Apparently some transit will survive in the stimulus, and that’s a good thing. But it’s not nearly enough, and remember, this thing still has to pass the Senate, which is even more tilted toward rural interests.
Consider the Senate Appropriations subcommittee on transportation, which includes Robert Byrd, Byron Dorgan, Pat Leahy, Tim Johnson, and Tom Harkin–all of whom will fight against it. And Dianne Feinstein, who can always be counted on to sell out her constituents. And then the Republicans, who rely on rural votes and detest cities in any event. That’s a very formidable combination.
More importantly, though, it’s less a matter of personnel than of the way in which lobbies are structured. Yesterday here at UCLA Law School, we had a symposium on SB 375, California’s landmark smart growth bill. Although hailed around the world as the start of new planning thinking, it’s important to realize that it nearly didn’t pass–Schwarzenegger came very close to vetoing it.
Why? The highway lobby hates transit and smart growth. It nearly persuaded Arnold to deep-six the thing, even though he claims that he wants vigorous action on climate change.
And think of who was in favor of SB 375: it was endorsed by the environmentalists, the housing lobby, the builders’ lobby, and most of the labor unions in the state. It still nearly lost, and then it passed only after getting watered down at the last minute. The highway lobby is that powerful.
Transit advocates need to assembly a lobby that can at least be in the same ballpark with highways. And so far, we haven’t. One environmental advocate explained to me that the “operating engineers” — the guys who drive the bulldozers — usually give candidates of both parties between $3-4 million per election cycle just in California. The highway contractors have locked down legislators throughout the state and the nation. The building trades prefer highways to transit because they believe (I don’t know whether it’s true) that there are more jobs doing rebar than building rail. Local transportation agencies ally closely with them because they dole out the cash, giving them political power.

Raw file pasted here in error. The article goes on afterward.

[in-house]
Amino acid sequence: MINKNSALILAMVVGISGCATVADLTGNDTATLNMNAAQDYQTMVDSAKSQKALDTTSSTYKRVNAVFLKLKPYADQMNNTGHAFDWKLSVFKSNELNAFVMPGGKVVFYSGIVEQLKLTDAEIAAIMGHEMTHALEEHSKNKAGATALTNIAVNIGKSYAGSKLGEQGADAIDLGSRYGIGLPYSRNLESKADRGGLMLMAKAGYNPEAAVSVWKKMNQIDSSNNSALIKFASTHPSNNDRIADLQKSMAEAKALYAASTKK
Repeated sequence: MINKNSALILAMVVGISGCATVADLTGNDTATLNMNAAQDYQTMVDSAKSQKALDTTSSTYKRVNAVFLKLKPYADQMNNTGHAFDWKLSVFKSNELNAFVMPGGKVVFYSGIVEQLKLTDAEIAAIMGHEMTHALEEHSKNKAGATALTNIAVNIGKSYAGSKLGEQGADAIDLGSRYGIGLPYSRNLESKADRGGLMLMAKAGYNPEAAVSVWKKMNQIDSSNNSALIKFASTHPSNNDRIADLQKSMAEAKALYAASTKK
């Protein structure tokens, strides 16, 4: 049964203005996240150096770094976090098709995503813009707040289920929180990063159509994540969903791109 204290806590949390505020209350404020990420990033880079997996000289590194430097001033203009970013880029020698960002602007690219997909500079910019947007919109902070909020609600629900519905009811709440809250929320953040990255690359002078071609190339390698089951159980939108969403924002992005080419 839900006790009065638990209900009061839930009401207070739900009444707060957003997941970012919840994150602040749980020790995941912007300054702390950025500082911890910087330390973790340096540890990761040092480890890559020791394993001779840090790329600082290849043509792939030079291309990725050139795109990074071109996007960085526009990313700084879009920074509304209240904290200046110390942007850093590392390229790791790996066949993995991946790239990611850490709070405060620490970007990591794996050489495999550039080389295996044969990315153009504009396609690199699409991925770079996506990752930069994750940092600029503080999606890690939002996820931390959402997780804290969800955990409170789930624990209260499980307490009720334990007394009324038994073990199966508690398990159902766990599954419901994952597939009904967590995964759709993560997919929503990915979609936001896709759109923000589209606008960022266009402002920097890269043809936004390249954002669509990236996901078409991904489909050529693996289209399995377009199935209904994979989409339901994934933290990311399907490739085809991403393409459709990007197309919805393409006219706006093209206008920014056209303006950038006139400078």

And all of this is exacerbated by timing: because the nation has not committed to transit, the transit contractors are not anywhere near as powerful as the highwaymen. That’s the old LBJ formula: you give someone a subsidy, they make money, they contribute to your campaign, you win, and then you give them more subsidy. Transit folks have not gotten on that gravy train — er, highway — yet.
But we are going to have to figure out how to do it. Otherwise, it will be a losing battle every year.